levels) do a variety of text and task types:



Narratives, description, biographical
controlled vs. less controlled
production and comprehension
SPLLOC 2 Participants
Group
Number
Age
Hours of instruction
Year 10
20
14-15
c200 hours
17-18
c500 hours
21-23
Final Year
18
Year 13
(target:20)
Undergraduates
20
Post Year Abroad
Native Speakers
15
14-28
N/A
SPLLOC 2 Tasks
Task Type
Research Questions
Format
Las Hermanas: picture-based story
1. Impersonal Controlled
Narrative
RQ 1: Emergence
RQ 2: AH vs. DH
2. Impersonal Narrative
RQ 1: Emergence
RQ 2: AH vs. DH
Cat Story: picture-based story
3. Semi-structured Interview
RQ 1: Emergence
RQ 2: AH vs. DH
Personal interview based on
learners’ past experiences
Task Type
Research Questions
Format
4. Comprehension task
RQ 3: Semantic meanings of the On-line context dependant
imperfect
preference task
5. Production task
RQ 1: Emergence
RQ 3: Progressive meaning of
the imperfect
Simultaneous Actions: Picturebased production task
Las Hermanas: controlled impersonal
narrative
 Main task design issues:



How to prompt learners to tell the story in the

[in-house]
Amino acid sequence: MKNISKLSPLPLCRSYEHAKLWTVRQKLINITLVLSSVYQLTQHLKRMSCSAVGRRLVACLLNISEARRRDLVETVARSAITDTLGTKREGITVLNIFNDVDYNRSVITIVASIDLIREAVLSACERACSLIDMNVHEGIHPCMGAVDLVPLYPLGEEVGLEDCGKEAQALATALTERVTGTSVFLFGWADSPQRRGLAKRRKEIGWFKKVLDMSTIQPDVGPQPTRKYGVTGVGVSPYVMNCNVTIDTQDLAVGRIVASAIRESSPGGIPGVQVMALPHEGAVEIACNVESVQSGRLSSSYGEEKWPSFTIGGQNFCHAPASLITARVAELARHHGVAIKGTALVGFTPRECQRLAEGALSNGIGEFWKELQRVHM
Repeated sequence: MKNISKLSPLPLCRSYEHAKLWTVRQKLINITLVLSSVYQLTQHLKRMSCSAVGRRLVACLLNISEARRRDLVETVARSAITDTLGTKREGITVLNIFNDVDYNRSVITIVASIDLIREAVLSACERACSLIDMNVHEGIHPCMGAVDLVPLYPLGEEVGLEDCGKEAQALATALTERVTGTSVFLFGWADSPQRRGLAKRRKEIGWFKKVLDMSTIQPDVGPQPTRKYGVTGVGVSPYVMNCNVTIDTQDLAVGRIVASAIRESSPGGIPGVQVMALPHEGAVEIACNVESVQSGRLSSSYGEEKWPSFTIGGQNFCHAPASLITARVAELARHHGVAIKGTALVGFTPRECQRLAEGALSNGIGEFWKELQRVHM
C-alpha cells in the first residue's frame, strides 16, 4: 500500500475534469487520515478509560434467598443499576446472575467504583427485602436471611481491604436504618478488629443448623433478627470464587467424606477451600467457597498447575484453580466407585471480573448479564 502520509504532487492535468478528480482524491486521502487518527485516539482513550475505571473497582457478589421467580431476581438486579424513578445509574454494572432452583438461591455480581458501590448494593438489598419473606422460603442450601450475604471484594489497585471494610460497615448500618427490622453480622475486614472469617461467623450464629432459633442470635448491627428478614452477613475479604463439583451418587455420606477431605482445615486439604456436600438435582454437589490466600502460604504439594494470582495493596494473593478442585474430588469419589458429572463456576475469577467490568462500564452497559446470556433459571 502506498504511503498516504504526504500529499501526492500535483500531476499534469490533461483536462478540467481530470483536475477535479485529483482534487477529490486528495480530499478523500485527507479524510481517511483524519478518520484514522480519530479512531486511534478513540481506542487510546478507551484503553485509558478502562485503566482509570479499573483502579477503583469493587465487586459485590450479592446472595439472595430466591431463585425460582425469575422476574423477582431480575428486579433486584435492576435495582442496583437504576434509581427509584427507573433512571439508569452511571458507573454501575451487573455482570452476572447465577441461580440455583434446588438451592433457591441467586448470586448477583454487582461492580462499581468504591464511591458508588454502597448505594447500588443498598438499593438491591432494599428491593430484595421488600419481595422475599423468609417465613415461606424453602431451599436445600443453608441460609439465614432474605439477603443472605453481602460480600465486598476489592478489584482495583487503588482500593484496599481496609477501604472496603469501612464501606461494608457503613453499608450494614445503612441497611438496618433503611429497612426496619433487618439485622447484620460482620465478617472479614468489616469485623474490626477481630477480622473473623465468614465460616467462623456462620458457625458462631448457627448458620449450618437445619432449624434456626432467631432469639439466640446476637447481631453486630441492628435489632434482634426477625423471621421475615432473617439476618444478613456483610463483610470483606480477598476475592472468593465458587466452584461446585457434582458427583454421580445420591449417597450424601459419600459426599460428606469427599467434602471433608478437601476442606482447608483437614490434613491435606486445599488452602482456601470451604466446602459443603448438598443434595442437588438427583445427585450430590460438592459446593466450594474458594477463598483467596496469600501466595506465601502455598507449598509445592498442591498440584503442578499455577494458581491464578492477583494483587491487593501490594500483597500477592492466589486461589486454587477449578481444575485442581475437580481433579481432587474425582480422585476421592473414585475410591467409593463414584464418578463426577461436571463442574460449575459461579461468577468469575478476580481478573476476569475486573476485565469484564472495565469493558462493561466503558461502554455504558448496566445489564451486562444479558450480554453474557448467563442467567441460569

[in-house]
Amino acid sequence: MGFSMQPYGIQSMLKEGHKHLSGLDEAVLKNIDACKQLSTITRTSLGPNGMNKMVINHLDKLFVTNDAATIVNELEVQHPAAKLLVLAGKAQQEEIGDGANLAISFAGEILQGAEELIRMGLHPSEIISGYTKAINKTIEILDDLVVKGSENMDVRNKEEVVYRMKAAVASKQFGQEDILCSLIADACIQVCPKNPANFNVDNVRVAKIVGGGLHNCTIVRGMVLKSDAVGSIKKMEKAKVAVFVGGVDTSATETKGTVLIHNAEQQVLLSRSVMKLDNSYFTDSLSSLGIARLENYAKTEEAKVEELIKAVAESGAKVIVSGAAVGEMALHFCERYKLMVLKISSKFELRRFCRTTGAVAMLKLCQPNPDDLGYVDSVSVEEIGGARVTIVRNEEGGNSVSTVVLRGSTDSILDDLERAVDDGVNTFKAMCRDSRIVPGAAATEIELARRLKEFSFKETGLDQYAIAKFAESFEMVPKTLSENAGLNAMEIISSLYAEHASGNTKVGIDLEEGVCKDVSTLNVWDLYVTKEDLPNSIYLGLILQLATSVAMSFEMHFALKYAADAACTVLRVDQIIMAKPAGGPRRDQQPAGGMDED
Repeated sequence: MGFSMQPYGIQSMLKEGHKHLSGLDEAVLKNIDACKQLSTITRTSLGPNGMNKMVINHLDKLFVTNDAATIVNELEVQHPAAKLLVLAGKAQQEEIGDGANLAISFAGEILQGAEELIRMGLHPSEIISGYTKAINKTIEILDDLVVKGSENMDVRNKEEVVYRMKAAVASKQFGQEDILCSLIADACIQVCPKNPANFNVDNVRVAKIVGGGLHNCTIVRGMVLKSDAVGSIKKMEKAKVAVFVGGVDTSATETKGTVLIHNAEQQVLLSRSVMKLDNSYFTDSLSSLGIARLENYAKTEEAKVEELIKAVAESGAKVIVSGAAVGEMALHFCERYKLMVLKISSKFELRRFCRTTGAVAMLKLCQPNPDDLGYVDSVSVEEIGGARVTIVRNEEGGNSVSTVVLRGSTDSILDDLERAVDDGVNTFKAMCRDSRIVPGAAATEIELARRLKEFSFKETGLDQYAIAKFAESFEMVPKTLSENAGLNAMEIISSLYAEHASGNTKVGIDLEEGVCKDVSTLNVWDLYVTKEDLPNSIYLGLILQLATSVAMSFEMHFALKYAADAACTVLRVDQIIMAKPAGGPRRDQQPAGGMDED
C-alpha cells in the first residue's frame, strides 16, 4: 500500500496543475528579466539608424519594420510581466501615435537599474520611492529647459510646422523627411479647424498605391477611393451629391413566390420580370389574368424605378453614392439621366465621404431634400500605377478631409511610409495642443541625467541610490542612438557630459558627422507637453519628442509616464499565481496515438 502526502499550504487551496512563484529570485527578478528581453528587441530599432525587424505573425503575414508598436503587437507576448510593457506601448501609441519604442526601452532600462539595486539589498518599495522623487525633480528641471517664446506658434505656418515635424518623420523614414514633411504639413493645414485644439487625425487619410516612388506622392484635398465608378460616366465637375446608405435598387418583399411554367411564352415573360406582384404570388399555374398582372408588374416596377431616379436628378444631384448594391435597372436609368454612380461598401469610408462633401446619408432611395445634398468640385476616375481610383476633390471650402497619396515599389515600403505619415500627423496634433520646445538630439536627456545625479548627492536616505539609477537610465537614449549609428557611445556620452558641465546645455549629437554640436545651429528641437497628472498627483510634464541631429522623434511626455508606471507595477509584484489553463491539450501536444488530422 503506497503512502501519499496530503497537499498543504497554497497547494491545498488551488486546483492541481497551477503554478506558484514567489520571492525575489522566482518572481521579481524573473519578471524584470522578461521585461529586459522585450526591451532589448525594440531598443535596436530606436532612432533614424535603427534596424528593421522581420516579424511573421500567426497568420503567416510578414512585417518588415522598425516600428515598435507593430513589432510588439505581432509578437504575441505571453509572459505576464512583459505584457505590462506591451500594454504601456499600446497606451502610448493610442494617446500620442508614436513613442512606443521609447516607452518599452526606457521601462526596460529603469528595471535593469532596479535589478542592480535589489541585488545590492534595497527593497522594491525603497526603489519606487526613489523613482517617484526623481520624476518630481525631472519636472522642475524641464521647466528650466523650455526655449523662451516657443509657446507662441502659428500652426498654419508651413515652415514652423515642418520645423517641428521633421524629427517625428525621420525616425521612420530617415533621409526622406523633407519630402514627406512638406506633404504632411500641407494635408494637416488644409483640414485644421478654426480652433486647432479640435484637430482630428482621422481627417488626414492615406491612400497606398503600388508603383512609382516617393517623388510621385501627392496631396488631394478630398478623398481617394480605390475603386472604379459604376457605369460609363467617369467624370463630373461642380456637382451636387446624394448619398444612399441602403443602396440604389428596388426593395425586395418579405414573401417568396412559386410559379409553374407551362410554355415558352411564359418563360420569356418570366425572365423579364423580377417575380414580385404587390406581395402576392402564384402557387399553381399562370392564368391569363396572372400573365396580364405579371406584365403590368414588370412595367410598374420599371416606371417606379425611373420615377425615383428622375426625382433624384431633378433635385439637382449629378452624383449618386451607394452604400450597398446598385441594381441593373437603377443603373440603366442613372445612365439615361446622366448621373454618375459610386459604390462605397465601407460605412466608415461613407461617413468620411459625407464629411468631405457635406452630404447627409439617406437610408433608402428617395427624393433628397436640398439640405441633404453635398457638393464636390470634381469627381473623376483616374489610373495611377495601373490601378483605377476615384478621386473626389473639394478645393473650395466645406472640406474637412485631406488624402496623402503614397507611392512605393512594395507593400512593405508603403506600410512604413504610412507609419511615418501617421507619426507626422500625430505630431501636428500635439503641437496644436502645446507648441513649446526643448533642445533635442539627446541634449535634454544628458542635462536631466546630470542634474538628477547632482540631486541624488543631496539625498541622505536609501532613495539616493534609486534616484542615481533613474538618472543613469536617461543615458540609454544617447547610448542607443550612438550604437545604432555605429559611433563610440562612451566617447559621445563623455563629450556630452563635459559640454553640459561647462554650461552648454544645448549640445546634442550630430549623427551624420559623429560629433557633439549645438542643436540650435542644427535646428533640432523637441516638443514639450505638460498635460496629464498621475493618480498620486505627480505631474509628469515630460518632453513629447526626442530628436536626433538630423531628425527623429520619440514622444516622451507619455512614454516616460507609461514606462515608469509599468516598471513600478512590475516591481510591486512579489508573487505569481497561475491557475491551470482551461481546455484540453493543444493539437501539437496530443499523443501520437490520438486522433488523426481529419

past
How to demonstrate habituality with a picturebased narrative
How to find pictures to demonstrate
prototypical and nonprototypical pairings
Las Hermanas: controlled impersonal
narrative




Written by the research team
Drawn by a hired artist – ©SPLLOC 2009
Verb phrases provided (infinitive form)
Targeted nonprototypical pairings (where AH &
DH make opposite predictions)
ACH
ACC
ACT
STA
Total
FORE
2
1
6
4
13
BACK
3
7
1
1
12
Total
5
8
7
5
25
Las vacaciones de Sarah y Gwen en España
Gwen
Sarah
Prompt to push
use of past
Verano del 2006
Foreground:
En MADRID
(visitar) la ciudad
(comer) tapas
(beber) vino
Prompt to push
use of past
Después decidieron ir a Barcelona
(coger) el tren
(hablar) sobre su niñez
Background begins:
Prompts to push
use of past
1996
De pequeñas, (ser) muy diferentes
Prompt to push
use of habitual
past
Gwen de niña…cada fin de semana
(leer) un libro
(escribir) un cuento
(pintar) un cuadro